School of Business Named to 2011 'Best 300' List
For the seventh consecutive year, Oswego's School of Business
has earned a place among The Best 300
Business Schools, the Princeton Review’s annual guide to the top graduate
The Princeton Review cited the School of Business
for small class sizes, professor-student interaction, team activities,
knowledgeable faculty and engaged alumni, among other measures.
“It’s a testament to the dedication of our faculty, the
engagement of our students and the active involvement of our alumni,” said
School of Business Dean Richard Skolnik, who pointed out the school has made
the list each year since it began as the “Best 143” MBA-awarding schools in
The dean noted that campus-community-alumni interaction is
crucial to School
of Business value and
achievement. The Oswego Alumni Association co-sponsors the annual alumni symposium, where 10
accomplished professionals were invited to campus to interact with students and
“There is a triangulation of contact that is established
among students, faculty and alumni,” Skolnik said. “It’s that culture of
engagement that is passed on from one class year of students to another.”
The Gordon A. Lenz Family Foundation Center for Finance,
Insurance and Risk Management in the School
of Business, established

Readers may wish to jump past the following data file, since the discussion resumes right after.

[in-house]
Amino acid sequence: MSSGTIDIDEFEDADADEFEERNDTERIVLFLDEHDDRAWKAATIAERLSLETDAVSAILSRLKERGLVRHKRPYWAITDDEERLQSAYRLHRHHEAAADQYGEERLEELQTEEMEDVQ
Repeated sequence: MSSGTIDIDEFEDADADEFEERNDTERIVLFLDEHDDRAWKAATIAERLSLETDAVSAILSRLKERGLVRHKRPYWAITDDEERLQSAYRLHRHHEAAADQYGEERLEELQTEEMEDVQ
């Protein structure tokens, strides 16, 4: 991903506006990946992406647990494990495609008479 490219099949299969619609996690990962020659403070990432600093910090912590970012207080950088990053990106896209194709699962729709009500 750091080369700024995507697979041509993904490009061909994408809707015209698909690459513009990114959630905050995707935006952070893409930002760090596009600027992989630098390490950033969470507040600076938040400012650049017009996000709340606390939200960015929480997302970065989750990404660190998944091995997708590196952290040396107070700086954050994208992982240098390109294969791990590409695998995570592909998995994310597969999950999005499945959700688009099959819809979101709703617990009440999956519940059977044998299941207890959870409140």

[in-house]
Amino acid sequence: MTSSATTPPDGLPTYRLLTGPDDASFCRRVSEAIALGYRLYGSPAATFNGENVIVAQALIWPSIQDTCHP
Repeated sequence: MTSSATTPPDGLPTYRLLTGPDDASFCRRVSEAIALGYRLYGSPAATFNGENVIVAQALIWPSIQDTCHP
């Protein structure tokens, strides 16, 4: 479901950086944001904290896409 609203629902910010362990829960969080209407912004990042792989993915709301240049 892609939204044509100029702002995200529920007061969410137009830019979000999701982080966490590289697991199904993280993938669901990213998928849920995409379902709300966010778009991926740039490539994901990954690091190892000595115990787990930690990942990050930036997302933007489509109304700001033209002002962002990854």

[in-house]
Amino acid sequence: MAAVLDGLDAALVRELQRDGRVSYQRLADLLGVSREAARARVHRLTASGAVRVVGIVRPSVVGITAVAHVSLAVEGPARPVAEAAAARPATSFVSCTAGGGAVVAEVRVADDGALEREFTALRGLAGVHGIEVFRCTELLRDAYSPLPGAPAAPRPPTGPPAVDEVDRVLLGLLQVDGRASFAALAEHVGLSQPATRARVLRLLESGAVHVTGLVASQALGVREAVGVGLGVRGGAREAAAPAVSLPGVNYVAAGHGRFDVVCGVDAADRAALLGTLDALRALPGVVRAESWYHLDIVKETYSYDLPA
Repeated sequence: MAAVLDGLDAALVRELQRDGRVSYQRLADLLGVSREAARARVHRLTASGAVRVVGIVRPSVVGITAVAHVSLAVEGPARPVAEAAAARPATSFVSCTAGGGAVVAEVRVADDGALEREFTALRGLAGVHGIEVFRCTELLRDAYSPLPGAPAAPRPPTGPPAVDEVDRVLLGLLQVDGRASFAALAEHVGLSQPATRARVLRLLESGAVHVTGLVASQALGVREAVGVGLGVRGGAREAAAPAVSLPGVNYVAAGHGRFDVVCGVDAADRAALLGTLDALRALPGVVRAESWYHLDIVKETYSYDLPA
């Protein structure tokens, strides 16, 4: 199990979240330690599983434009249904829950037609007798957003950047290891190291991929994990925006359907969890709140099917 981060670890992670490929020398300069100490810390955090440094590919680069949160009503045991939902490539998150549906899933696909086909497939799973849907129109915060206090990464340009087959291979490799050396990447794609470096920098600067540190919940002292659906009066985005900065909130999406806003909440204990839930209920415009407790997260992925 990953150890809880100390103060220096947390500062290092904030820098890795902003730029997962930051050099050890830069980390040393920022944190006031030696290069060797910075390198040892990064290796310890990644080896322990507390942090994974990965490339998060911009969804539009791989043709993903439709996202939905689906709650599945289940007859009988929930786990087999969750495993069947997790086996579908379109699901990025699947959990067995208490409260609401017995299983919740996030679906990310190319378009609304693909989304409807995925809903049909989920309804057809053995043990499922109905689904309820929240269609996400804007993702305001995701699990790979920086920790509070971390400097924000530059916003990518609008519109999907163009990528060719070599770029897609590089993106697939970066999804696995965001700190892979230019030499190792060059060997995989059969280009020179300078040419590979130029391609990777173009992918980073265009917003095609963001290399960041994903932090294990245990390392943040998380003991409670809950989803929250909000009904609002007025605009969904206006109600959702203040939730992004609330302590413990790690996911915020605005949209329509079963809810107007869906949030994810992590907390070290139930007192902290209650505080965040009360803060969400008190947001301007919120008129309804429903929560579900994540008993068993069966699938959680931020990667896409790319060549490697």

by a major gift from Gordon A. Lenz '58,
will support the first dedicated four-year program to focus on insurance
and risk management studies in the SUNY system. It will become one of only a
handful of college centers for a discipline that has increased in prominence
and importance as the nation seeks solutions to current health care issues.
The spirit of engagement benefits the Oswego community as well:
* Students help residents with tax returns as part of the
Volunteer Income Tax Assistance program.
* Students in Free Enterprise is working with PathFinder
Bank to launch financial literacy classes on campus. SIFE also is working
with Ginny Donahue ’88 of On Point for College, a
Syracuse-area organization the helps first-generation college students get into
school, stay there and succeed afterward.
* The Phi Beta Lambda student business organization will
help Literacy Volunteers of Oswego County with its annual fundraiser.
The Princeton Review surveys graduate students every two
years at AACSB-certified, MBA-awarding business
schools. The Association to Advance Collegiate Schools of Business challenges
its accredited institutions to maintain high standards and to continuously
— Jeff Rea ’71
Pei-Chang “Jessie” Wu '03, asset manager for Neuberger Berman in New York speaks with Paloma
Sarkar M ’11, left, during the annual School of Business
Symposium Oct. 19. Dean Richard Skolnik said the
symposium is one of many factors that helps the School of Business
maintain its high standing in the Princeton Review.
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